India is 18-24 months away from being downgraded to ‘Junk’. The global credit rating agencies consider a rating of BBB (minus)/ Baa3 and above to be ‘Investment grade’.
All ratings below that are termed as ‘speculative grade’. More commonly in bond market parlance as ‘Junk’ category.
Government and policy makers of an Emerging Market Economy thus strive to be rated at least as an ‘investment grade’ destination.
This demarcation allows an emerging market to become more ‘investable’ in global investment portfolios. It thus drives in foreign inflows into India as well as allows the Indian government and companies to access the global markets in a greater manner.
In 2003, on the back of 5 years of substantial reforms by the NDA government, Moody’s became the first rating agency to upgrade India from Junk to Investment grade. S&P and Fitch, the other two global rating majors, were slow to react but on seeing the strong growth that followed, upgraded their ratings as well in 2007.
Moody’s recent decision to downgrade India back to Baa3 / BBB (minus) with a negative outlook brings India on the throes of being downgraded to below investment grade.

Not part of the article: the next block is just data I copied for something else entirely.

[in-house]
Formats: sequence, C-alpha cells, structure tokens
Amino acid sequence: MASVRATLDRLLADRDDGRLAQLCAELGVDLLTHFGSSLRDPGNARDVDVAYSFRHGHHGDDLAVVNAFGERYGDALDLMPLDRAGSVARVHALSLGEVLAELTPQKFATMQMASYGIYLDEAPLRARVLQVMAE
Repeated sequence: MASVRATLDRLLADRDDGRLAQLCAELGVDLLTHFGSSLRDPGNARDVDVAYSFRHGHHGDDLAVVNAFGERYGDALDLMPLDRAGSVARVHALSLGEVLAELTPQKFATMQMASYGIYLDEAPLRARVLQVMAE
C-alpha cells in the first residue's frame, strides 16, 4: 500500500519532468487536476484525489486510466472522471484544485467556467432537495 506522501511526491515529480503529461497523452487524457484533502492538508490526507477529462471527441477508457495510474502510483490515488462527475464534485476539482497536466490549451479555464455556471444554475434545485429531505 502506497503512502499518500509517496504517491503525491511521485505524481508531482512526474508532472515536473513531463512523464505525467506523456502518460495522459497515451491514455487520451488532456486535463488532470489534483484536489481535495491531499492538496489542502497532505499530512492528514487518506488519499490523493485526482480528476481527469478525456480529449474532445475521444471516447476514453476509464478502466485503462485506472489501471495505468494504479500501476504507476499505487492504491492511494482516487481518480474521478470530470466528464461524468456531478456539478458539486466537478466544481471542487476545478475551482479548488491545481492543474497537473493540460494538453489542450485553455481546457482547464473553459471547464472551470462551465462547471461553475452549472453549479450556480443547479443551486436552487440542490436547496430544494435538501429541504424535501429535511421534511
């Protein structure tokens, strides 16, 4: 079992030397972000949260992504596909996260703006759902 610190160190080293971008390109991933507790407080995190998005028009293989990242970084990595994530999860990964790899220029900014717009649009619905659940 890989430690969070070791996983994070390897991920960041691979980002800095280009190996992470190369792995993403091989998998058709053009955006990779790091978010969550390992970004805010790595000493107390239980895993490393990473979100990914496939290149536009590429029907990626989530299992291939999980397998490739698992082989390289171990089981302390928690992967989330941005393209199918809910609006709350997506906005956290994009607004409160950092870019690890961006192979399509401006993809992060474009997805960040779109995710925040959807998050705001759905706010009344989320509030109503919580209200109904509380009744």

S&P, which has a stable outlook, warned of a negative rating action as well.
Will India be downgraded to Junk?
(Source: Rating agency websites, As at May 2020
‘Lest we believe, but this is not due to COVID
The basis of caution of both of the agencies is Growth. India will be downgraded to Junk for lack of growth.
Or Growth, but which is well below potential.
Or Growth, but well below the levels required to be able to justify an investment grade rating.
If you would say this to anyone in 2005, that India will be downgraded to Junk for lack of growth, they would have laughed you away.
India, was at that time, part of ‘BRIC’ – (a great disservice, we believe to all these nations by Jim O’Neill of Goldman Sachs), the wonder economies.
3 years of 9% real GDP growth made everyone extrapolate India to be a sustainable double-digit Real GDP growth economy.
Four forecasts as part of an IMF review paper of 2007 for the long term potential India Real GDP growth had a minimum of 7.3% and a maximum of 9.8% as their range forecast.
The actual average Real GDP growth from FY 08 to FY 20 has been 6.2%. This by the way includes the bewildering high growth prints of FY 15-FY 18.
The 6.2% has yet been lower than Quantum’s own long held (since 2007) long-term Real GDP estimate of 6.5%.
Many called us Pessimists then. The same may now call us optimists.
Growth is key
Business models and Investment decisions in India are based on Nominal GDP growth of 10%-14%.
Rating agencies overlook the ~30% percentage points difference between India’s public debt to GDP and other Emerging market peers with similar rating, as they expect India’s high growth to solve the high debt issue overtime.
We still do not see rating agencies downgrading India just because the general fiscal deficit to GDP will reach +10% of GDP this year.